If Fox was trying to woo the left while placating the right, the appointment of Jorge Castañeda proved to be a disappointing flop. The conservatives in Mexico and elsewhere mistrust Castañeda for his leftist credentials, while the Marxist revolutionaries are unforgiving about his alleged departure from revolutionary dogma. His two books, "La Utopía Desarmada" ("The Disarmed Uthopia") and "Compañero" (His laudatory biography of "Che" Guevara) are both banned in Cuba. Worst, Castro has a visceral -perhaps even personal- dislike of Castañeda and does not make any bones about it. At a meeting in Havana during Fox recent visit, Castro, making hash of protocol, admonished Castañeda: "¡No me pongas cara de malo!" (Don't give me that dirty look!). When the meeting was over, Castro was quoted as confiding to one of his "diplomats": "Our enemy is not Fox, he is just a naïve dolt. Our enemy is that young kid Jorge Castañeda, the traitor to our revolutionary ideals, who now thinks he is the Latin American Tony Blair."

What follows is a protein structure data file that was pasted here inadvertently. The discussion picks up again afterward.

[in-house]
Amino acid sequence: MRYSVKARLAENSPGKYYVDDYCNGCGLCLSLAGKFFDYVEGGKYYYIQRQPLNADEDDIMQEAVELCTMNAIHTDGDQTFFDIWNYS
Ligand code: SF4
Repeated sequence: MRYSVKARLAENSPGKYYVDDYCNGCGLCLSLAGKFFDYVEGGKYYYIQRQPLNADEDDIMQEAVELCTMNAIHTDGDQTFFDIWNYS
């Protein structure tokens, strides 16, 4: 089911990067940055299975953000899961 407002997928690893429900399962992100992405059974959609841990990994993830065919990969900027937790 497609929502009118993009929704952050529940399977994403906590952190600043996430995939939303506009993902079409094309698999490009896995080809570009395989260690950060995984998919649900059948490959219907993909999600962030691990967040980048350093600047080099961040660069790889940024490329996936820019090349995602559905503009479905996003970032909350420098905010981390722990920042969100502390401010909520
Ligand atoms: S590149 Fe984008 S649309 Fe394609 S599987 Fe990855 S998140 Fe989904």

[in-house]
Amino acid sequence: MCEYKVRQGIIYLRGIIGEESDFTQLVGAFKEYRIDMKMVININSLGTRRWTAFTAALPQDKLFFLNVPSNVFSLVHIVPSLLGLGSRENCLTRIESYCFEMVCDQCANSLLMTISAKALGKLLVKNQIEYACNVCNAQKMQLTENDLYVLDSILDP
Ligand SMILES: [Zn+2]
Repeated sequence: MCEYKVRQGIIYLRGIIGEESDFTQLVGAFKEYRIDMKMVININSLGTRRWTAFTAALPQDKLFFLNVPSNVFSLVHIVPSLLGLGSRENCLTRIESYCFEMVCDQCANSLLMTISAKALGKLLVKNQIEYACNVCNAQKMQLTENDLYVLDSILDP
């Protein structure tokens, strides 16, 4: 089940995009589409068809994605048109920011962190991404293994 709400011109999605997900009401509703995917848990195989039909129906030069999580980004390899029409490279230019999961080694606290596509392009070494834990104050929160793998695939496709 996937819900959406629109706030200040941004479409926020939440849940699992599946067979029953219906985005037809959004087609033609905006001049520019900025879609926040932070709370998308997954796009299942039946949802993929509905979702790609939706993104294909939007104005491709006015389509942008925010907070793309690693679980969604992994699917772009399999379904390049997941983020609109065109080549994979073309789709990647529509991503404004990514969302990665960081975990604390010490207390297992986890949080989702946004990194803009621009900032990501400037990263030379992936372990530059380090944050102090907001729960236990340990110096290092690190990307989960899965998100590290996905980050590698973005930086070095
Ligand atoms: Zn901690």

The definitive cause of Mexico's Foreign Affairs fiasco lays not on the seemingly abhorrent result of the impasse at the Mexican Embassy in Havana, which was overwhelmingly embarrassing to the Fox government, but on Castañeda's own stupidity. His statements in Miami were transmitted verbatim not only by Radio Martí, but also by Castro's controlled Cuban TV stations. In the era of instant communications it is not possible to have a political discourse in Mexico City, a different one in Havana and yet another in Miami, without deleterious consequences. Can anybody be surprised at the indignant outcome? Was the whole affair just a Castro trap to embarrass Castañeda while arresting a few hundred naïve Cubans in the process? For sure time will tell.

Once more we can point to the fact that neither impressive looks nor academic achievements can substitute for lack of common sense, and that is the parallel between McCaffery and Castañeda.


Hugo Byrne